It's amazing how little President Obama has learned about economics in his four and a half years in the White House. Growth, incentives, tax reform, tax increases, private investment, the middle class, a second great depression, the sequester—all these issues have one thing in common: Obama doesn’t understand their role in our economy.
Nor does he appear interested in finding out. Members of the now-defunct President’s Council on Jobs and Competitiveness have privately talked about Obama’s economic shallowness. After the 2010 election, he invited four conservative economists to the White House. When former Congressional Budget Office director Douglas Holtz-Eakin broached the subject of the economic cost of Obamacare, the president dismissed it as politics, not economics.
Obama seems oblivious to the feeble recovery his policies have produced since the recession bottomed out in June 2009. The jobless rate is 7.3 percent. But if the millions who’ve dropped out of the job market altogether since Obama took office in January 2009 were counted, the unemployment rate would be 10.8 percent. “In other words, the United States faces a permanently larger pool of jobless Americans,” says the American Enterprise Institute’s James Pethokoukis.
The economy has grown at less than 2 percent during Obama’s presidency and shows few signs of picking up the pace. “We need to grow faster,” he acknowledged last week. “We need more good-paying jobs.” Yet he’s sticking to the same policies that led to stagnation in the first place.
His solution for slow growth is more government spending. Government is going to have a critical role, Obama said, in determining “whether we can hire more workers to upgrade our transportation and communications networks or fund the kinds of research and development that always kept America on the cutting edge.” Not really. What has kept America ahead of the curve is private investment, which has lagged in the Obama era.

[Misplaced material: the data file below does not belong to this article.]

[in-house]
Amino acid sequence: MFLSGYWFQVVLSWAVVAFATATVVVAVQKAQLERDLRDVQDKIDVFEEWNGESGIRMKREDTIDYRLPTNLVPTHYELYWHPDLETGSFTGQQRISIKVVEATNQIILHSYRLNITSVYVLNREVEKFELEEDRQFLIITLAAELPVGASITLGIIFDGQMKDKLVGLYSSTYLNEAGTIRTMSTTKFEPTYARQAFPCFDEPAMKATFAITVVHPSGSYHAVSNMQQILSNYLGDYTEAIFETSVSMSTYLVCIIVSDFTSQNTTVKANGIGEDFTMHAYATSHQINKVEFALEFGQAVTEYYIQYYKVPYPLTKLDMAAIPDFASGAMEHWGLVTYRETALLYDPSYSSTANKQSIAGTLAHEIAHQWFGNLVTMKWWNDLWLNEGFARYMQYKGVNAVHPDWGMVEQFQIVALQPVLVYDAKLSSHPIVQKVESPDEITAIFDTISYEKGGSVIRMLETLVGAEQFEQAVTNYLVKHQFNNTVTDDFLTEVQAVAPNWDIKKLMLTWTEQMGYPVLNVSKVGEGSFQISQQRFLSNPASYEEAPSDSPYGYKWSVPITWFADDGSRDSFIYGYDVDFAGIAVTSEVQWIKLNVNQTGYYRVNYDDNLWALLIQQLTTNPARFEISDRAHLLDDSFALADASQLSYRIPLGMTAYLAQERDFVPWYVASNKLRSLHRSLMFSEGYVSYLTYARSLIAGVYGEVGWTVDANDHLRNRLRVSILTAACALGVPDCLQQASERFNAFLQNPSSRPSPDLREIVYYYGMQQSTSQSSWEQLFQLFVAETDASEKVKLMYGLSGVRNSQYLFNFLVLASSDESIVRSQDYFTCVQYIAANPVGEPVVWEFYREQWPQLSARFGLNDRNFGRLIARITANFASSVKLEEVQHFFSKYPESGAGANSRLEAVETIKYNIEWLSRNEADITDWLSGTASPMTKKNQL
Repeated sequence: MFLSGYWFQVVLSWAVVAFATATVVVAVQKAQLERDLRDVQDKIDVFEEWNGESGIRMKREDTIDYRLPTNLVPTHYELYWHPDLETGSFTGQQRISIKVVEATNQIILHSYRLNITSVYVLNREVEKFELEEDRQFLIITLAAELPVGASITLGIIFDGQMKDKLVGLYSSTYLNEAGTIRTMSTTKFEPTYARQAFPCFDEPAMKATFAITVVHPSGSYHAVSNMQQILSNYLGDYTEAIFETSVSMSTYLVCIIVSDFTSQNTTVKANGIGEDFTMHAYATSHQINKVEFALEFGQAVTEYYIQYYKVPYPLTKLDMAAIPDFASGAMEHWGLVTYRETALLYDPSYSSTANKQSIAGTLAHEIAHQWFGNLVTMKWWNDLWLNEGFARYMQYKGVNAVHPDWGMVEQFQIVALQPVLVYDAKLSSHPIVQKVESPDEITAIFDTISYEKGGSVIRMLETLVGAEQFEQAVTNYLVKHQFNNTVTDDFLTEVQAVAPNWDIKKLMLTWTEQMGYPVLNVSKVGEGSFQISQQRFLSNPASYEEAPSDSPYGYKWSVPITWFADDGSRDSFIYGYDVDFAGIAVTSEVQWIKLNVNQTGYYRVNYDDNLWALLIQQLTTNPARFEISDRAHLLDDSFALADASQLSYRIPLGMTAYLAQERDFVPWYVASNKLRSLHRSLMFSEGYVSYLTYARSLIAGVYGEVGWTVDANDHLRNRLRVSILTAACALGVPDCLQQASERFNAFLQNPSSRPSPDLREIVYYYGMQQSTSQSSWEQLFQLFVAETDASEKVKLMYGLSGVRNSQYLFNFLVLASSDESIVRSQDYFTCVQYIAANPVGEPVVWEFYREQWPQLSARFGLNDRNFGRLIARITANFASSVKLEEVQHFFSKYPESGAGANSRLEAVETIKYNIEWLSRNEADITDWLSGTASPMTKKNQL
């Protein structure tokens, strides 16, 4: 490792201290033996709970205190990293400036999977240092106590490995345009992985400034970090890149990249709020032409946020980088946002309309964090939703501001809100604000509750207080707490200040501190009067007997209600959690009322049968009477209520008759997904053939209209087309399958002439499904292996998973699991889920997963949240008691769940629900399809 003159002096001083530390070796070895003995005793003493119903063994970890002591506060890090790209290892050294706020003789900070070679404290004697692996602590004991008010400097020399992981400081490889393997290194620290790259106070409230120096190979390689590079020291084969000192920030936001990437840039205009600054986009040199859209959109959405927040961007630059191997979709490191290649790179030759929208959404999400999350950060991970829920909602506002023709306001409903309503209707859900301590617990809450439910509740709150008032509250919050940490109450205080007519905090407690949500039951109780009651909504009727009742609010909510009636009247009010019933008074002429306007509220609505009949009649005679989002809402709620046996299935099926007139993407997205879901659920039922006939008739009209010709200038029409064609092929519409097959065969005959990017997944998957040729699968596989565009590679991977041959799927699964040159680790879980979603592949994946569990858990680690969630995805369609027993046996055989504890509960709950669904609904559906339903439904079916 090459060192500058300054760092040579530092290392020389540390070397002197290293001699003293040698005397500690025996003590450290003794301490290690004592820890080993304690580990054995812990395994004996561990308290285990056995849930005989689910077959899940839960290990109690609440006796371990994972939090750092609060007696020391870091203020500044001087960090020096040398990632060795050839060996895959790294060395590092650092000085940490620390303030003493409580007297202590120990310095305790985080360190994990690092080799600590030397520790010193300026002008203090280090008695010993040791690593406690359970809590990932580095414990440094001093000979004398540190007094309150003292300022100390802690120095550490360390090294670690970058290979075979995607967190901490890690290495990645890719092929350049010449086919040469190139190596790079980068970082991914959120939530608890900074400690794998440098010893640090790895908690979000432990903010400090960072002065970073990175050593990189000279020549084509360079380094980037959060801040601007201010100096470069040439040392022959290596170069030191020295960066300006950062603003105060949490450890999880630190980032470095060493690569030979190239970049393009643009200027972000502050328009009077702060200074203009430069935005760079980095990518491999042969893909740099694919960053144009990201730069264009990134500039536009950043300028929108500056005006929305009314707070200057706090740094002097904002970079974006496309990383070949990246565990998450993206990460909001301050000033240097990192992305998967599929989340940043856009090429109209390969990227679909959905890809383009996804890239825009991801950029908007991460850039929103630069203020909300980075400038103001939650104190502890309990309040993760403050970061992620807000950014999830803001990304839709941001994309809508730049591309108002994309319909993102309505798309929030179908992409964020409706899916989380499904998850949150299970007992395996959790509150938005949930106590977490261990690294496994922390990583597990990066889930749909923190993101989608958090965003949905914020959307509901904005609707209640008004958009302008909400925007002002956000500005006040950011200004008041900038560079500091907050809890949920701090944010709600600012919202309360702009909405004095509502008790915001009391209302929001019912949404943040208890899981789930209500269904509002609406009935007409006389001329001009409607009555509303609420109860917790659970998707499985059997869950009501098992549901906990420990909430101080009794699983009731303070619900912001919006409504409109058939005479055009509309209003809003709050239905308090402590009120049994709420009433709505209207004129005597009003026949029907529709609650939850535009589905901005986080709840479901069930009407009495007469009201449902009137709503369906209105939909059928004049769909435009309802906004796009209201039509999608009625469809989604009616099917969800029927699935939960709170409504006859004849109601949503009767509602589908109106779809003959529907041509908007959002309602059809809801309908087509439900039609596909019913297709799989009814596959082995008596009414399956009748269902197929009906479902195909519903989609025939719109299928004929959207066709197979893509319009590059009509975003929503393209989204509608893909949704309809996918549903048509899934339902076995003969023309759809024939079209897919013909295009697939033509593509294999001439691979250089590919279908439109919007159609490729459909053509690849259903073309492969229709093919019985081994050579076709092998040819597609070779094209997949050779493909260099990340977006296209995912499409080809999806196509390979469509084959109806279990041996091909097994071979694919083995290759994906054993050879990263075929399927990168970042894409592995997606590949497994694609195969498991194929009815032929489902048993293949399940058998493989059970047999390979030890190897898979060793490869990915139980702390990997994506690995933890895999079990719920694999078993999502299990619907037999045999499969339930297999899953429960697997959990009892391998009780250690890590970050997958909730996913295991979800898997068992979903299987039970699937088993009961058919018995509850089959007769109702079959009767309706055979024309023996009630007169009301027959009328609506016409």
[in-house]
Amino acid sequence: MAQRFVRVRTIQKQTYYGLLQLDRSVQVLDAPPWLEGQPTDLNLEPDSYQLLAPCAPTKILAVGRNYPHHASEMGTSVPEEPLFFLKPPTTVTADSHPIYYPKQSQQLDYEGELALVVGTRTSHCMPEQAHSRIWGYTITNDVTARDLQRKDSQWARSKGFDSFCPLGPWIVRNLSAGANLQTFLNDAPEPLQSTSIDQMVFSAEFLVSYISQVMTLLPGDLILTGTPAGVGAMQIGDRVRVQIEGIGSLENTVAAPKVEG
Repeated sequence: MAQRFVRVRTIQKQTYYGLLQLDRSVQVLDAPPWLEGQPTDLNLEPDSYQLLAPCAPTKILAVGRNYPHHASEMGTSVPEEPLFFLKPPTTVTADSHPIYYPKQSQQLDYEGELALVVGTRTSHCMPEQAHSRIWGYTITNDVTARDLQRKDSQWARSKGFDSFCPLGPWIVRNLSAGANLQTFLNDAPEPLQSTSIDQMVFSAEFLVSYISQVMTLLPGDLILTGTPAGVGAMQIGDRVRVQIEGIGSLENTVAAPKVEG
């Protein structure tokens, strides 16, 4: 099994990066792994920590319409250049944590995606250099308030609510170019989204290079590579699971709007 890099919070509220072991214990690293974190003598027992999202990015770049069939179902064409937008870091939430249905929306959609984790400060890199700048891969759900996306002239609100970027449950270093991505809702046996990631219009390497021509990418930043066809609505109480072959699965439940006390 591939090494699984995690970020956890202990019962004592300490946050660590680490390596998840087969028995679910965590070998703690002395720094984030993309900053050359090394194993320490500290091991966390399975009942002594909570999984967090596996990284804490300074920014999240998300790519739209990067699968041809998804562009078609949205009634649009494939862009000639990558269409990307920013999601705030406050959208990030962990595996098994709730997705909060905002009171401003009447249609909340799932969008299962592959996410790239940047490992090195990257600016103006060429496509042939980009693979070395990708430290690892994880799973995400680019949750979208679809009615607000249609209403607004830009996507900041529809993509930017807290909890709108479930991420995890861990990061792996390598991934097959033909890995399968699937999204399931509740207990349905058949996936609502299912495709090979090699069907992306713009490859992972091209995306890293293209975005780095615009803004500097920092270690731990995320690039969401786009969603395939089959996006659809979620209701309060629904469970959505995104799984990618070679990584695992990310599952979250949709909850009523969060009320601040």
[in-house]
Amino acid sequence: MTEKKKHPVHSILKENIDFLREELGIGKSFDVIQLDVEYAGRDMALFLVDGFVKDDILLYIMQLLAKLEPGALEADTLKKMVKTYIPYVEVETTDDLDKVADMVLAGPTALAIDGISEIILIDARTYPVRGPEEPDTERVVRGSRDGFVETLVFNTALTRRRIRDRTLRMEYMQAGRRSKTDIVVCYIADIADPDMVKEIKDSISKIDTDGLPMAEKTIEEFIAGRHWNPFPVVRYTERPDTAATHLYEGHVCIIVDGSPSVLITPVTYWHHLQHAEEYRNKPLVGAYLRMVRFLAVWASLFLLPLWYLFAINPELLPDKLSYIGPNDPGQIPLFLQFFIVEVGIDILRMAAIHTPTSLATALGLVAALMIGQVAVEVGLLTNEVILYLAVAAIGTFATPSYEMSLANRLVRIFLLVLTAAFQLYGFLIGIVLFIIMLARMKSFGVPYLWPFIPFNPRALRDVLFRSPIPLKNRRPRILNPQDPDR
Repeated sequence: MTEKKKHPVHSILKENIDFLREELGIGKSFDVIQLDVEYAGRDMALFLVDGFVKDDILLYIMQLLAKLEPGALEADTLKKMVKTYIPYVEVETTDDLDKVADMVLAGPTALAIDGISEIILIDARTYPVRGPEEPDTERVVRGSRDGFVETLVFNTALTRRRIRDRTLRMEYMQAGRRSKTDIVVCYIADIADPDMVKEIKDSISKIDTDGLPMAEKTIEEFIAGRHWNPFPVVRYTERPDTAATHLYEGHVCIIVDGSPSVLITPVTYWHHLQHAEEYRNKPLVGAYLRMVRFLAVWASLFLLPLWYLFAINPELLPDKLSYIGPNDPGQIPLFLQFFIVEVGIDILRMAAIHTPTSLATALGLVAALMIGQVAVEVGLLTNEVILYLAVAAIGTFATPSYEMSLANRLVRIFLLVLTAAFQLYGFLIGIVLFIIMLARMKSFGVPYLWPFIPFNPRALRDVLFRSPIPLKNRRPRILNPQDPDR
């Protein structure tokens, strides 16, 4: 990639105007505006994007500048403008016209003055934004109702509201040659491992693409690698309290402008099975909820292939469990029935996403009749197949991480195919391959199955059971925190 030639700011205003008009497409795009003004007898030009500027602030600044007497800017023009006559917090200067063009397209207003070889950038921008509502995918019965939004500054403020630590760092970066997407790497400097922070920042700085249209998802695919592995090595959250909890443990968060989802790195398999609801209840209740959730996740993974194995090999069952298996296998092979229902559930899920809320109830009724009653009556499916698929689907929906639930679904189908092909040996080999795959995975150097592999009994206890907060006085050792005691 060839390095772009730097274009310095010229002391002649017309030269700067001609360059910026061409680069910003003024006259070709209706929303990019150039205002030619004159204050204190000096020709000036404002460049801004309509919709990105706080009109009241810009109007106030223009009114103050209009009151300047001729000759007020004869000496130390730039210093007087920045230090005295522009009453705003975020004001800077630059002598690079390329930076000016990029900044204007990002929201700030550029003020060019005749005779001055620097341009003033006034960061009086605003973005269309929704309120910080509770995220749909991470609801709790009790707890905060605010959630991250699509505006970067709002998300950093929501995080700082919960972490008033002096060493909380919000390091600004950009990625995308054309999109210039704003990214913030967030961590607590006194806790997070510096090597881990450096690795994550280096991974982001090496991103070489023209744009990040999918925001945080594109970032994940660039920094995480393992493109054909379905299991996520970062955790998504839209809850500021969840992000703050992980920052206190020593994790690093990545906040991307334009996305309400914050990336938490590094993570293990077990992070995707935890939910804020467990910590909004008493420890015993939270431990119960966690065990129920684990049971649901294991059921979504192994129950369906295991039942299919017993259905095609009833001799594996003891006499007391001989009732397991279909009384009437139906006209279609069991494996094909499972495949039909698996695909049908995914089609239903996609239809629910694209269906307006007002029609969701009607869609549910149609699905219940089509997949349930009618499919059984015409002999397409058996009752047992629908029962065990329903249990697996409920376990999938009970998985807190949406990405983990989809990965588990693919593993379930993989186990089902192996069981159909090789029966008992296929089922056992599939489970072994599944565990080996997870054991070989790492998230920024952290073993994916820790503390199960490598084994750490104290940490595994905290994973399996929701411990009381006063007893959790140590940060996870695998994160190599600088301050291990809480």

Investment incentives spurred fast, robust, and stable growth and strong job creation in the ’60s and ’80s, thanks to tax cuts on individual and corporate income championed by Presidents Kennedy and Reagan. Obama acts as if he’s never heard of such a thing. True, he’s for killing some tax loopholes and preferences and lowering the corporate tax rate by a few percentage points. He’d also use some of the proceeds to spend still more.
Obama calls this tax reform. But it’s hardly the popular version, which would broaden the tax base and lower tax rates, including the rates on individual income. That would mean a lower rate for the investor class, the top 1 percent. Since Obama won’t consider that, tax reform is dead and along with it incentives to invest.
Among the president’s excuses for stunted growth is the sequester, the spending cut of $85 billion this year. It has “cost jobs, harmed growth, [and hurt] our military readiness,” he said in last week’s “Remarks by the President at the Five-Year Anniversary of the Financial Crisis.” In fact, the economic impact of the sequester is unknowable. It’s guesswork.